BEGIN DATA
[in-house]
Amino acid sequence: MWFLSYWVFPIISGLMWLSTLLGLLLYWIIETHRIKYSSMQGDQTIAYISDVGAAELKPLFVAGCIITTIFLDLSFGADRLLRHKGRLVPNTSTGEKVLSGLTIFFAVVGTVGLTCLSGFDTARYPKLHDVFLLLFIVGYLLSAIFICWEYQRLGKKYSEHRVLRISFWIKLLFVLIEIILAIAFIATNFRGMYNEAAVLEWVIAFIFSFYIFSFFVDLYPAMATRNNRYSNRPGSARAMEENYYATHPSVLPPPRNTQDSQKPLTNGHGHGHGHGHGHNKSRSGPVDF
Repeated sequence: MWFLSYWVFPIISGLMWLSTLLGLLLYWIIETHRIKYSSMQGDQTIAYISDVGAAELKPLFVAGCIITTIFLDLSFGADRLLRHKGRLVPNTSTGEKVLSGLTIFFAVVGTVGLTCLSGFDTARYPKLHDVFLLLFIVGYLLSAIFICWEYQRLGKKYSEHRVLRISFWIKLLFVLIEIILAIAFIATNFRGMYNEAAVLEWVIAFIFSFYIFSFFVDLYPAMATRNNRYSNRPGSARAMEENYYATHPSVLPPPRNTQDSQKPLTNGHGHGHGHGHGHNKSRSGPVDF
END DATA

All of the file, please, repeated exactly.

[in-house]
Amino acid sequence: MWFLSYWVFPIISGLMWLSTLLGLLLYWIIETHRIKYSSMQGDQTIAYISDVGAAELKPLFVAGCIITTIFLDLSFGADRLLRHKGRLVPNTSTGEKVLSGLTIFFAVVGTVGLTCLSGFDTARYPKLHDVFLLLFIVGYLLSAIFICWEYQRLGKKYSEHRVLRISFWIKLLFVLIEIILAIAFIATNFRGMYNEAAVLEWVIAFIFSFYIFSFFVDLYPAMATRNNRYSNRPGSARAMEENYYATHPSVLPPPRNTQDSQKPLTNGHGHGHGHGHGHNKSRSGPVDF
Repeated sequence: MWFLSYWVFPIISGLMWLSTLLGLLLYWIIETHRIKYSSMQGDQTIAYISDVGAAELKPLFVAGCIITTIFLDLSFGADRLLRHKGRLVPNTSTGEKVLSGLTIFFAVVGTVGLTCLSGFDTARYPKLHDVFLLLFIVGYLLSAIFICWEYQRLGKKYSEHRVLRISFWIKLLFVLIEIILAIAFIATNFRGMYNEAAVLEWVIAFIFSFYIFSFFVDLYPAMATRNNRYSNRPGSARAMEENYYATHPSVLPPPRNTQDSQKPLTNGHGHGHGHGHGHNKSRSGPVDF